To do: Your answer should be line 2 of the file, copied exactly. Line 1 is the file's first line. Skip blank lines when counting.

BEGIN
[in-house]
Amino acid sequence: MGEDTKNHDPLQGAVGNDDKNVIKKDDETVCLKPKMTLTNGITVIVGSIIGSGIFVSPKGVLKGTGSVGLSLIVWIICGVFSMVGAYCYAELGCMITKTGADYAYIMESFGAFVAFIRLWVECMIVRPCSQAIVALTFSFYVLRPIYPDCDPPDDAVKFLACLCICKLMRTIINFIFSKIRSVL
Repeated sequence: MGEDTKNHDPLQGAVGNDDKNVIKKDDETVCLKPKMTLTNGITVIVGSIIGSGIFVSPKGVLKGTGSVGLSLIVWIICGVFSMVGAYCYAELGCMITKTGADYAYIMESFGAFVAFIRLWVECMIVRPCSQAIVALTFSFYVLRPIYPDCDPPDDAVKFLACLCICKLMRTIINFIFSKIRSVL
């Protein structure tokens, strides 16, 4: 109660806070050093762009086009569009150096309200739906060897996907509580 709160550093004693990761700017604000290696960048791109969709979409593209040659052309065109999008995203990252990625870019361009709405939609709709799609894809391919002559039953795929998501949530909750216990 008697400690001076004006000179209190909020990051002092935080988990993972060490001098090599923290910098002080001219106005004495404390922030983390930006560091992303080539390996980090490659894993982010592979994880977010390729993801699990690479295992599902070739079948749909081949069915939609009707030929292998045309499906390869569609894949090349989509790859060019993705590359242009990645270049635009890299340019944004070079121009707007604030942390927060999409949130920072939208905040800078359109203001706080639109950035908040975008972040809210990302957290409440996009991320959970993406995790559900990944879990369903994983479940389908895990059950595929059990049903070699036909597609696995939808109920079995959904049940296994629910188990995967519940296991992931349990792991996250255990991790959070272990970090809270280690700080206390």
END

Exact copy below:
Amino acid sequence: MGEDTKNHDPLQGAVGNDDKNVIKKDDETVCLKPKMTLTNGITVIVGSIIGSGIFVSPKGVLKGTGSVGLSLIVWIICGVFSMVGAYCYAELGCMITKTGADYAYIMESFGAFVAFIRLWVECMIVRPCSQAIVALTFSFYVLRPIYPDCDPPDDAVKFLACLCICKLMRTIINFIFSKIRSVL